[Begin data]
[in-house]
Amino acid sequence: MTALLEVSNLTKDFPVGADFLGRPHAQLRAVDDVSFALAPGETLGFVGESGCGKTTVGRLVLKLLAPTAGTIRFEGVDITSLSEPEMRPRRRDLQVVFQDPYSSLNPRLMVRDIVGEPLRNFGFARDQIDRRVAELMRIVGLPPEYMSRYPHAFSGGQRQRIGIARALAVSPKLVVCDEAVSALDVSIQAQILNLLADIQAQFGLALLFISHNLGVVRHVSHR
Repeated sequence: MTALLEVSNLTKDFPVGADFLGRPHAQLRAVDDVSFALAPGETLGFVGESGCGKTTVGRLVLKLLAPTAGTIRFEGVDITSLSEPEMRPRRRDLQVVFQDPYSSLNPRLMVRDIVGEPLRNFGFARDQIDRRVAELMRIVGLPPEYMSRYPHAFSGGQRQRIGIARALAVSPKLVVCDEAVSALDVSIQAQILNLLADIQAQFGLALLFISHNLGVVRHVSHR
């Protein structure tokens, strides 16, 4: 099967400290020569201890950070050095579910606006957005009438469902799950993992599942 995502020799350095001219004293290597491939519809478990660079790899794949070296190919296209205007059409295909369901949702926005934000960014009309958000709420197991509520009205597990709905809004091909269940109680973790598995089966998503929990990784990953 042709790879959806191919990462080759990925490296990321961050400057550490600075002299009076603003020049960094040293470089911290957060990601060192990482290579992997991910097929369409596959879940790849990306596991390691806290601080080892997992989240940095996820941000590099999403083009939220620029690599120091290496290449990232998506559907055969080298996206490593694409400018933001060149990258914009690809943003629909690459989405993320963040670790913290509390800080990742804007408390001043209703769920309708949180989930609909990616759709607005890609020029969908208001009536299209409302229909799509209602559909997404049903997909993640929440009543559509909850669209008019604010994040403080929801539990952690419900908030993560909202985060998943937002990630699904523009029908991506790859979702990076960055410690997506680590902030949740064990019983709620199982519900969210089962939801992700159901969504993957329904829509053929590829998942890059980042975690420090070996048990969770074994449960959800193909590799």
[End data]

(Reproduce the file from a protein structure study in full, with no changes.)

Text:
[in-house]
Amino acid sequence: MTALLEVSNLTKDFPVGADFLGRPHAQLRAVDDVSFALAPGETLGFVGESGCGKTTVGRLVLKLLAPTAGTIRFEGVDITSLSEPEMRPRRRDLQVVFQDPYSSLNPRLMVRDIVGEPLRNFGFARDQIDRRVAELMRIVGLPPEYMSRYPHAFSGGQRQRIGIARALAVSPKLVVCDEAVSALDVSIQAQILNLLADIQAQFGLALLFISHNLGVVRHVSHR
Repeated sequence: MTALLEVSNLTKDFPVGADFLGRPHAQLRAVDDVSFALAPGETLGFVGESGCGKTTVGRLVLKLLAPTAGTIRFEGVDITSLSEPEMRPRRRDLQVVFQDPYSSLNPRLMVRDIVGEPLRNFGFARDQIDRRVAELMRIVGLPPEYMSRYPHAFSGGQRQRIGIARALAVSPKLVVCDEAVSALDVSIQAQILNLLADIQAQFGLALLFISHNLGVVRHVSHR
């Protein structure tokens, strides 16, 4: 099967400290020569201890950070050095579910606006957005009438469902799950993992599942 995502020799350095001219004293290597491939519809478990660079790899794949070296190919296209205007059409295909369901949702926005934000960014009309958000709420197991509520009205597990709905809004091909269940109680973790598995089966998503929990990784990953 042709790879959806191919990462080759990925490296990321961050400057550490600075002299009076603003020049960094040293470089911290957060990601060192990482290579992997991910097929369409596959879940790849990306596991390691806290601080080892997992989240940095996820941000590099999403083009939220620029690599120091290496290449990232998506559907055969080298996206490593694409400018933001060149990258914009690809943003629909690459989405993320963040670790913290509390800080990742804007408390001043209703769920309708949180989930609909990616759709607005890609020029969908208001009536299209409302229909799509209602559909997404049903997909993640929440009543559509909850669209008019604010994040403080929801539990952690419900908030993560909202985060998943937002990630699904523009029908991506790859979702990076960055410690997506680590902030949740064990019983709620199982519900969210089962939801992700159901969504993957329904829509053929590829998942890059980042975690420090070996048990969770074994449960959800193909590799």